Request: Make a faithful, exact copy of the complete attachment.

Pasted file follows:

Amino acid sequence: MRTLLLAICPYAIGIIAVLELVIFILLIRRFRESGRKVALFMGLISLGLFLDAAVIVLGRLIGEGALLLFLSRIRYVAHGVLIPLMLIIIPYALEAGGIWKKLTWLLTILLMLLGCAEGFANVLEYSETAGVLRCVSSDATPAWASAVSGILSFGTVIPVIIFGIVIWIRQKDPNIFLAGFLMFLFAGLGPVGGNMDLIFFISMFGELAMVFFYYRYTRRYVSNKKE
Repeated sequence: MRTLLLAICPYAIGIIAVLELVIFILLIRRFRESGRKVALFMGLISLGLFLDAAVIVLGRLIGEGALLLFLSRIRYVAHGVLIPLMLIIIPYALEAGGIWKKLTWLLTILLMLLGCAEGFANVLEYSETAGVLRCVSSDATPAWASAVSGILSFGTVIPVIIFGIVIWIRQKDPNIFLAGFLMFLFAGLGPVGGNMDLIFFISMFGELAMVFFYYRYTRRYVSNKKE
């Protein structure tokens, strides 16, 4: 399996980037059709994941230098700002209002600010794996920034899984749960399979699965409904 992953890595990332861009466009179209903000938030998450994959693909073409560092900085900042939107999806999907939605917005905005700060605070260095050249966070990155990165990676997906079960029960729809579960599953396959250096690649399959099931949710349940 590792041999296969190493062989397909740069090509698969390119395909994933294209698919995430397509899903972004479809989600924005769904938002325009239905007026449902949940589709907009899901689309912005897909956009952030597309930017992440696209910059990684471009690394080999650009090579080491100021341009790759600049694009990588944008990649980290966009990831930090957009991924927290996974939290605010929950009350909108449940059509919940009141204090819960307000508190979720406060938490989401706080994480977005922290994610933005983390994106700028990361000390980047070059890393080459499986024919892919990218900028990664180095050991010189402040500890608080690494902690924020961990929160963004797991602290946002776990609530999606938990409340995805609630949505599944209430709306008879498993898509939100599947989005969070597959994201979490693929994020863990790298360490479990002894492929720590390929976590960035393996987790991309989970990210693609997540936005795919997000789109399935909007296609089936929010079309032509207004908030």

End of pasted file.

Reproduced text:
Amino acid sequence: MRTLLLAICPYAIGIIAVLELVIFILLIRRFRESGRKVALFMGLISLGLFLDAAVIVLGRLIGEGALLLFLSRIRYVAHGVLIPLMLIIIPYALEAGGIWKKLTWLLTILLMLLGCAEGFANVLEYSETAGVLRCVSSDATPAWASAVSGILSFGTVIPVIIFGIVIWIRQKDPNIFLAGFLMFLFAGLGPVGGNMDLIFFISMFGELAMVFFYYRYTRRYVSNKKE
Repeated sequence: MRTLLLAICPYAIGIIAVLELVIFILLIRRFRESGRKVALFMGLISLGLFLDAAVIVLGRLIGEGALLLFLSRIRYVAHGVLIPLMLIIIPYALEAGGIWKKLTWLLTILLMLLGCAEGFANVLEYSETAGVLRCVSSDATPAWASAVSGILSFGTVIPVIIFGIVIWIRQKDPNIFLAGFLMFLFAGLGPVGGNMDLIFFISMFGELAMVFFYYRYTRRYVSNKKE
């Protein structure tokens, strides 16, 4: 399996980037059709994941230098700002209002600010794996920034899984749960399979699965409904 992953890595990332861009466009179209903000938030998450994959693909073409560092900085900042939107999806999907939605917005905005700060605070260095050249966070990155990165990676997906079960029960729809579960599953396959250096690649399959099931949710349940 590792041999296969190493062989397909740069090509698969390119395909994933294209698919995430397509899903972004479809989600924005769904938002325009239905007026449902949940589709907009899901689309912005897909956009952030597309930017992440696209910059990684471009690394080999650009090579080491100021341009790759600049694009990588944008990649980290966009990831930090957009991924927290996974939290605010929950009350909108449940059509919940009141204090819960307000508190979720406060938490989401706080994480977005922290994610933005983390994106700028990361000390980047070059890393080459499986024919892919990218900028990664180095050991010189402040500890608080690494902690924020961990929160963004797991602290946002776990609530999606938990409340995805609630949505599944209430709306008879498993898509939100599947989005969070597959994201979490693929994020863990790298360490479990002894492929720590390929976590960035393996987790991309989970990210693609997540936005795919997000789109399935909007296609089936929010079309032509207004908030």